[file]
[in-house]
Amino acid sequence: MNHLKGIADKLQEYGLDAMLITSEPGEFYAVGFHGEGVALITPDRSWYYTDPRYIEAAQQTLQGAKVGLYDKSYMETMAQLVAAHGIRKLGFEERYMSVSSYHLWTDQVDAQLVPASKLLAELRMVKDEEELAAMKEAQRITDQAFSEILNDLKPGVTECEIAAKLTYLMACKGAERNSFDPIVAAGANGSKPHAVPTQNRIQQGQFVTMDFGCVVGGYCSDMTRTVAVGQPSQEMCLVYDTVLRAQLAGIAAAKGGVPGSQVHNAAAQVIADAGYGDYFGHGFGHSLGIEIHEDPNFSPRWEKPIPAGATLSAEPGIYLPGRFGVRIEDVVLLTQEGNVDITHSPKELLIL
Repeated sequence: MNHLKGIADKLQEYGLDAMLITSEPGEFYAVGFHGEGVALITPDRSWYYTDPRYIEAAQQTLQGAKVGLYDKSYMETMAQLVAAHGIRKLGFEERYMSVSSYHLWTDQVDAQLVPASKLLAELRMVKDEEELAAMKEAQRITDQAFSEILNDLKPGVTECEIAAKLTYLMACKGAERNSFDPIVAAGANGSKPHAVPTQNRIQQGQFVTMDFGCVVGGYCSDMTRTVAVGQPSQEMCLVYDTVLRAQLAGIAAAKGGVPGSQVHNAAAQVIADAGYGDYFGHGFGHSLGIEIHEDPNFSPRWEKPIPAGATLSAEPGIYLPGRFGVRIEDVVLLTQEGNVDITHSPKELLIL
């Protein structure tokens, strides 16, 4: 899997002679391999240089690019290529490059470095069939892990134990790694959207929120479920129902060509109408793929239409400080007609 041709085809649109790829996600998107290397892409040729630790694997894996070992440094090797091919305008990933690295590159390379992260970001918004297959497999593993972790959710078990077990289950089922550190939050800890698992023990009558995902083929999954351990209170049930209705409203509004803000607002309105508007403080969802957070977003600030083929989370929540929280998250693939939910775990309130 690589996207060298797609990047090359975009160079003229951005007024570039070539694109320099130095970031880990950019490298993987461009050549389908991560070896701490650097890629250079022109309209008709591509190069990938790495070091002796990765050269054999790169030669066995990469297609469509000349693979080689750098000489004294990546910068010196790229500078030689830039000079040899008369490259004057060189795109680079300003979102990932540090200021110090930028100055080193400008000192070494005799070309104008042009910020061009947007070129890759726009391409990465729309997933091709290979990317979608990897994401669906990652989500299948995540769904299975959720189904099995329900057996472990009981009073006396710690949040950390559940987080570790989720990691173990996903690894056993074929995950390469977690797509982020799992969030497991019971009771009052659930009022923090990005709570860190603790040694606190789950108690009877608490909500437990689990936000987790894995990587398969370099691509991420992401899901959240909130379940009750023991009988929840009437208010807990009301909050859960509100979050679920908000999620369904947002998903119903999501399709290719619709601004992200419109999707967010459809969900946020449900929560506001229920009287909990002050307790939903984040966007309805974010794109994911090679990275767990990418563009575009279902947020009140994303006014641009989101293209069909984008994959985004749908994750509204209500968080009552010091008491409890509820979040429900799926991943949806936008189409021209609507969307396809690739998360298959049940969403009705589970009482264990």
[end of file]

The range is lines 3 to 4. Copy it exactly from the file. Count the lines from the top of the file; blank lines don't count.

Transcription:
Repeated sequence: MNHLKGIADKLQEYGLDAMLITSEPGEFYAVGFHGEGVALITPDRSWYYTDPRYIEAAQQTLQGAKVGLYDKSYMETMAQLVAAHGIRKLGFEERYMSVSSYHLWTDQVDAQLVPASKLLAELRMVKDEEELAAMKEAQRITDQAFSEILNDLKPGVTECEIAAKLTYLMACKGAERNSFDPIVAAGANGSKPHAVPTQNRIQQGQFVTMDFGCVVGGYCSDMTRTVAVGQPSQEMCLVYDTVLRAQLAGIAAAKGGVPGSQVHNAAAQVIADAGYGDYFGHGFGHSLGIEIHEDPNFSPRWEKPIPAGATLSAEPGIYLPGRFGVRIEDVVLLTQEGNVDITHSPKELLIL
């Protein structure tokens, strides 16, 4: 899997002679391999240089690019290529490059470095069939892990134990790694959207929120479920129902060509109408793929239409400080007609 041709085809649109790829996600998107290397892409040729630790694997894996070992440094090797091919305008990933690295590159390379992260970001918004297959497999593993972790959710078990077990289950089922550190939050800890698992023990009558995902083929999954351990209170049930209705409203509004803000607002309105508007403080969802957070977003600030083929989370929540929280998250693939939910775990309130 690589996207060298797609990047090359975009160079003229951005007024570039070539694109320099130095970031880990950019490298993987461009050549389908991560070896701490650097890629250079022109309209008709591509190069990938790495070091002796990765050269054999790169030669066995990469297609469509000349693979080689750098000489004294990546910068010196790229500078030689830039000079040899008369490259004057060189795109680079300003979102990932540090200021110090930028100055080193400008000192070494005799070309104008042009910020061009947007070129890759726009391409990465729309997933091709290979990317979608990897994401669906990652989500299948995540769904299975959720189904099995329900057996472990009981009073006396710690949040950390559940987080570790989720990691173990996903690894056993074929995950390469977690797509982020799992969030497991019971009771009052659930009022923090990005709570860190603790040694606190789950108690009877608490909500437990689990936000987790894995990587398969370099691509991420992401899901959240909130379940009750023991009988929840009437208010807990009301909050859960509100979050679920908000999620369904947002998903119903999501399709290719619709601004992200419109999707967010459809969900946020449900929560506001229920009287909990002050307790939903984040966007309805974010794109994911090679990275767990990418563009575009279902947020009140994303006014641009989101293209069909984008994959985004749908994750509204209500968080009552010091008491409890509820979040429900799926991943949806936008189409021209609507969307396809690739998360298959049940969403009705589970009482264990």